A harsh portrait of Turkey, its people and its authorities, shown through the stories of five prisoners given a week's home leave, and the problems they encounter in adjusting to the world outside.Written by
Michael Brooke <email@example.com>
This movie was the first turkish movie which won an international price (Palme d'or of Cannes Festival) and it was made by a Kurdish. See more »
There's pity in one corner of my heart and hatred in the other.
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The original version of the Ömer segments included a sequence in which the plight of Turkey's Kurdish population is discussed, with the sequence prefaced with the location title 'Kurdistan'. The sensitivity surrounding this issue in Turkey was part of the reason the film was banned there for many years. These scenes were not restored to the 2017 'Full Version' release, nor are the included on the Korean-issued DVD of the film. See more »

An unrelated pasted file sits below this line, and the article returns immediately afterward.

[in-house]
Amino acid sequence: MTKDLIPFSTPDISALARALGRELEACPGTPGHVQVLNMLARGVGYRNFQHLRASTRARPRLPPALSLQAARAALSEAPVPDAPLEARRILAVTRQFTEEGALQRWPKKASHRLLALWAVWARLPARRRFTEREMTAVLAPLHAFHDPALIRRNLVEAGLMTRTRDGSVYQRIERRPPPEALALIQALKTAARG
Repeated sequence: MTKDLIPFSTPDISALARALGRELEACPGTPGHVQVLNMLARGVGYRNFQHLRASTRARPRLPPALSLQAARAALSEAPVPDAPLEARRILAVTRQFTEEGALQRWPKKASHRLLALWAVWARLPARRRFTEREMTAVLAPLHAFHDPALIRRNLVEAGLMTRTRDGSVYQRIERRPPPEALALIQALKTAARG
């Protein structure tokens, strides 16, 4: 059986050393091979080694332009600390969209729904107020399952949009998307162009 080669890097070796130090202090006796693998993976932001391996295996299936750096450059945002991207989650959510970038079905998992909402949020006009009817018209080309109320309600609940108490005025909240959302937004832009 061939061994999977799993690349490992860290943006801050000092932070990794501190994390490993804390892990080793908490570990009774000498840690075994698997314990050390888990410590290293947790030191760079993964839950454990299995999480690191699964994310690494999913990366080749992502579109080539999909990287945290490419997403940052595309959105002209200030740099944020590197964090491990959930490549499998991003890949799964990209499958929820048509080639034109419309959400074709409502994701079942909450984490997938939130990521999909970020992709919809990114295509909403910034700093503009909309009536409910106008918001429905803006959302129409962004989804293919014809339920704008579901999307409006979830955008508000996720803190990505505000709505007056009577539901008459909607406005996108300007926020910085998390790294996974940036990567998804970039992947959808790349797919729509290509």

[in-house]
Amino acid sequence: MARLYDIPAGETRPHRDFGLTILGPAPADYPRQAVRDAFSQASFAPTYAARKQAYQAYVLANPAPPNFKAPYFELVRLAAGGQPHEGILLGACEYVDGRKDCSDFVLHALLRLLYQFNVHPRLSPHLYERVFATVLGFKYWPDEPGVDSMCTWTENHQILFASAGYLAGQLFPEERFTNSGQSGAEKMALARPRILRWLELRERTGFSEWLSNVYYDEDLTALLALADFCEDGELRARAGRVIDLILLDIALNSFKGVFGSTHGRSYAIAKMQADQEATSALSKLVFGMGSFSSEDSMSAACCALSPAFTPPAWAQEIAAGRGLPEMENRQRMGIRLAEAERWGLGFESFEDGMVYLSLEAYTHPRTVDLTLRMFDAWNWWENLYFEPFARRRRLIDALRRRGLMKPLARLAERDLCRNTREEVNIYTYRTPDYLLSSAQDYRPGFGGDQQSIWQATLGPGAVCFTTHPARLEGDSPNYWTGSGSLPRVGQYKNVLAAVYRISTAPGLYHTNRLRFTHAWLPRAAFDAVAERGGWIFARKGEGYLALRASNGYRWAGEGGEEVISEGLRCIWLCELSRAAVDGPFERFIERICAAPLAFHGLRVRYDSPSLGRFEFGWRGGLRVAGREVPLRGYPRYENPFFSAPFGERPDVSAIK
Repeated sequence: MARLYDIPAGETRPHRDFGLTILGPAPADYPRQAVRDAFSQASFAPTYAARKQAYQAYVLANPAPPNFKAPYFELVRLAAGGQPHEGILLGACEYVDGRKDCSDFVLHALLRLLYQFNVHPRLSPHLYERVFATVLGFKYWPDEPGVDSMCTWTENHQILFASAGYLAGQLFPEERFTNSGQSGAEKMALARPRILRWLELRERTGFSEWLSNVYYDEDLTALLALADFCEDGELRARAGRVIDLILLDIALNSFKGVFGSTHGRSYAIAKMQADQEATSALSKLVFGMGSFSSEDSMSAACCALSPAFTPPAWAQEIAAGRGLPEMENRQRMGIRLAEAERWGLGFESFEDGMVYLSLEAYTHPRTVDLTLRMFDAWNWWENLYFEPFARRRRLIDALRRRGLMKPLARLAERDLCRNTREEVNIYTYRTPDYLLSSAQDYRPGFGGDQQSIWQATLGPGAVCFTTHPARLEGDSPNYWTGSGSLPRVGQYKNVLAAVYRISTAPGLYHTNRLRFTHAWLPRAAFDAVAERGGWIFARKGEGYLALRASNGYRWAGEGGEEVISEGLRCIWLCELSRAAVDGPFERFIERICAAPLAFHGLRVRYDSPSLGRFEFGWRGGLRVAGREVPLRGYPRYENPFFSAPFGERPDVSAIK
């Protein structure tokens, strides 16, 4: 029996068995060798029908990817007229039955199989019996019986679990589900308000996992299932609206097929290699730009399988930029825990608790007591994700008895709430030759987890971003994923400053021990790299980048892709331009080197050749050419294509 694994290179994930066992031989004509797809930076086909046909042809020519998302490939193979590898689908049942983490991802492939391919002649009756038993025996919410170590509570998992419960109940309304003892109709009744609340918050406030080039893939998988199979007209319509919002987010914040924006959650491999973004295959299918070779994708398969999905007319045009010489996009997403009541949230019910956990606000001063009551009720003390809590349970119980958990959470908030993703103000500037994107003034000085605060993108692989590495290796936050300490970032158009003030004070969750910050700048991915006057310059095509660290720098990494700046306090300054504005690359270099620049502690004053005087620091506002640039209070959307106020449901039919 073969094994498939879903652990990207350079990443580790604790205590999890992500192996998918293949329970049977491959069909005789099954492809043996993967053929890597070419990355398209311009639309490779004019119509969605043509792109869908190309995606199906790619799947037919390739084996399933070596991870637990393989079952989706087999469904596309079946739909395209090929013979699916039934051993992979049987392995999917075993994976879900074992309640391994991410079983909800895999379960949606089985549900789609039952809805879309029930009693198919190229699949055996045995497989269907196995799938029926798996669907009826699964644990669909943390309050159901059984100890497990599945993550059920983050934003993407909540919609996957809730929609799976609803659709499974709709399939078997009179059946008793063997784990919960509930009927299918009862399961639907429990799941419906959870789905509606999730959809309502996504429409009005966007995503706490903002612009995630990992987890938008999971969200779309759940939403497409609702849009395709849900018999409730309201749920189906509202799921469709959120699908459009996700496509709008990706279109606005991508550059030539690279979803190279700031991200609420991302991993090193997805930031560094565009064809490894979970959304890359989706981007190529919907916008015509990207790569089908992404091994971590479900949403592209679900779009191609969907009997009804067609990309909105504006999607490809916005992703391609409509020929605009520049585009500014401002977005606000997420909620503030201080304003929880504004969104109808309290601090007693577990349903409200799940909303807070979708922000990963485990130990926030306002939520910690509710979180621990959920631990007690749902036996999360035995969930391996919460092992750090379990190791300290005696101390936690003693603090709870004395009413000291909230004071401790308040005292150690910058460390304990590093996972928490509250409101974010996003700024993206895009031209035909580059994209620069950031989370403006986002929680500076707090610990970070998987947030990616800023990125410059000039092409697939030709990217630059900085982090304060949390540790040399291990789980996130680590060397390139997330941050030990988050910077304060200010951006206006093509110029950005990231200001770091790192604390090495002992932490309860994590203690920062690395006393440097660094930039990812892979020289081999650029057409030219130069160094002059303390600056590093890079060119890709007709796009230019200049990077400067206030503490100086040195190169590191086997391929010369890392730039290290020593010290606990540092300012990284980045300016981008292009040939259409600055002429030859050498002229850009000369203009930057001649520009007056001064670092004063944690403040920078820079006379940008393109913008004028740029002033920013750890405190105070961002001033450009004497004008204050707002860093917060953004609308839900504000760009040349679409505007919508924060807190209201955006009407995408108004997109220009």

Turkey is officially the only functioning democracy in the Middle East, along with Israel. But "Yol" shows that regardless of Turkey's official classification, it does have political prisoners. In this case, five of them are given a leave so that they can visit their families. While on their leaves, they (and the audience) get to see the realities of life. They may have been released from prison, but there are some metaphoric prisons that we can never escape, no matter how free we consider ourselves.
It was interesting that Yilmaz Guney managed to make this movie from jail. He did a very good job here.
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